Written by clergy and lay people across our Diocesan community, ‘Sunday Devotions’ is a column of short reflections based on a Lectionary reading of the day, suitable for small group discussion or personal use.
Main readings: Jeremiah 31.31-34; Psalm 119.9-16; Hebrews 5.5-14; John 12.20-33
Supplementary Readings: Psalm 71.15-24; Galatians 3.1-9; Numbers 21.4-9; Psalm 39; Mark 15.21-41
“They [some Greeks] came to Philip, who was from Bethsaida in Galilee, and said to him, ‘Sir, we wish to see Jesus.’ ” (John 12.21)
When volunteering on the Bethsaida archaeological dig while studying theology at St Francis College, I wanted to see Jesus of Nazareth whom I had met through scripture and life’s experiences – Jesus who lived and breathed, made friends and enemies, ate and celebrated, healed and restored, and slept and wept in Galilee and the surrounding regions. Digging through layers of human history became a pathway to seeing Jesus, God in human flesh, in new ways.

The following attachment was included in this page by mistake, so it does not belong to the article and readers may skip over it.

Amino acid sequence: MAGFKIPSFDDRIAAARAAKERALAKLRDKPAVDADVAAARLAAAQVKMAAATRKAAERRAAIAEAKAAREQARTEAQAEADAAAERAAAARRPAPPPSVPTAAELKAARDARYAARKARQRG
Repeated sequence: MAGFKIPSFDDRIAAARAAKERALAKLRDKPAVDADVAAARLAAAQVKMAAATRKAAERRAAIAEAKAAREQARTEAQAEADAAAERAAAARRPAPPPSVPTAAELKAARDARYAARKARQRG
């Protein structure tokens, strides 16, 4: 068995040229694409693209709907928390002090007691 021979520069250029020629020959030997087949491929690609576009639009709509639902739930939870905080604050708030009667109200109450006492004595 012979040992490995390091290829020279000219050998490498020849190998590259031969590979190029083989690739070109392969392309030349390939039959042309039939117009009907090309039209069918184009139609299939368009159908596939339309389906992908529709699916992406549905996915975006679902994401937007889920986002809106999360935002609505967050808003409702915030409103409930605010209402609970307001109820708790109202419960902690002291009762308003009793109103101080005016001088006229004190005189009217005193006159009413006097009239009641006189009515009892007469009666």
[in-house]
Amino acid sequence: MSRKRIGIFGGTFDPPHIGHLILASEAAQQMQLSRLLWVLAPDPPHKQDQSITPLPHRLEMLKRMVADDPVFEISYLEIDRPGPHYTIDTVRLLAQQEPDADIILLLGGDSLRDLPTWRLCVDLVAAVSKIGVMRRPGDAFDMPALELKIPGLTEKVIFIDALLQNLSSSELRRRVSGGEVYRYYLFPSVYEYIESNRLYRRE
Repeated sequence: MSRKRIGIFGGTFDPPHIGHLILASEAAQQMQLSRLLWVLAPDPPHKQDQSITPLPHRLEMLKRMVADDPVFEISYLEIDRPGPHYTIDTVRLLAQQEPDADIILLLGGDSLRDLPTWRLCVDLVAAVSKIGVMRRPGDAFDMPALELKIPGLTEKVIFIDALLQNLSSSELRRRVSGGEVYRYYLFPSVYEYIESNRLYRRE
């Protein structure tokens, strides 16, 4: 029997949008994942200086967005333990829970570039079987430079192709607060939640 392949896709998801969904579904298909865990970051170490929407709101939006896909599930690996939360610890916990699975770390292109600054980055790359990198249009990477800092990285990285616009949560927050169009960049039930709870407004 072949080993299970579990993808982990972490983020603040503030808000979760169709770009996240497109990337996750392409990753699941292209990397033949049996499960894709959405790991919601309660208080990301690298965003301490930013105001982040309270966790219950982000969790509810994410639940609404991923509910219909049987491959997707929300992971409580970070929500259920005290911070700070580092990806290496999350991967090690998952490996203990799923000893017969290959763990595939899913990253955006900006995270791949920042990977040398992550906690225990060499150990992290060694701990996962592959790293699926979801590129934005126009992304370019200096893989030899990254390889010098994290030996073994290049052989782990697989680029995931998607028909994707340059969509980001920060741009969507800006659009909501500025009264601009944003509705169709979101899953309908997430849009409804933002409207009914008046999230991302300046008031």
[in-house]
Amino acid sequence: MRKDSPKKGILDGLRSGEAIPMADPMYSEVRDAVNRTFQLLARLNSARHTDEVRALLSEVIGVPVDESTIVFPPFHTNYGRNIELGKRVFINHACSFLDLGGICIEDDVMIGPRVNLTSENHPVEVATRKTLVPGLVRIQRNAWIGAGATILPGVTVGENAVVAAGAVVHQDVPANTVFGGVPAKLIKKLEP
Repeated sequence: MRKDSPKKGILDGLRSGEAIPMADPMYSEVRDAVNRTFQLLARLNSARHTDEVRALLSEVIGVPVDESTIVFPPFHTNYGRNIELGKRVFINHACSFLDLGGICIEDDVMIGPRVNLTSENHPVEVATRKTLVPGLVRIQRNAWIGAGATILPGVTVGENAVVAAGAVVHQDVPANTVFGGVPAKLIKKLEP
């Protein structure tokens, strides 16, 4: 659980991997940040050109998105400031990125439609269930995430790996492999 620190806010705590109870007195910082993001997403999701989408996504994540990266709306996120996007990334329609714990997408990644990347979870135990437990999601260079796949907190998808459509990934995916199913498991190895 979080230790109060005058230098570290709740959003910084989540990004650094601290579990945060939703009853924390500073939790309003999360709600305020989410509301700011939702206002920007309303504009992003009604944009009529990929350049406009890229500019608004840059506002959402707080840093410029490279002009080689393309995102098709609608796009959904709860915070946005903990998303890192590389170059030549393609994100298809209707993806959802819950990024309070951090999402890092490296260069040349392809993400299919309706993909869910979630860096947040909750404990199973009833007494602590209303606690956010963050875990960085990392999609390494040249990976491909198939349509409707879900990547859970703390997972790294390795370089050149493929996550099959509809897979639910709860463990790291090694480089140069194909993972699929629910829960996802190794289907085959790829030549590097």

The Greeks, who asked to see Jesus during a volatile time in both Jesus’ ministry and the political and religious life in Palestine, came to see Philip, who went with Andrew to tell Jesus. They found Jesus at a pivotal moment – “the hour has come for the Son of Man to be glorified” (John 12.23) – wrestling with the imminence of his death. ‘Seeing’ Jesus can be a journey of encounters through different situations and seasons of life.
Seeing Jesus, they encountered a challenge: “serve me” (John 12.26). During Lent, we reflect on our own journey and relationship with God and perhaps how we might lead others to see Jesus, despite, and sometimes through, our weaknesses. How might you listen more attentively to the ways in which people are asking to see Jesus? How might you respond?
Living to serve Jesus means helping others see Jesus. We’re best placed to do that when we listen attentively, and can locate Jesus in our own lives when someone asks the way.Jump to next article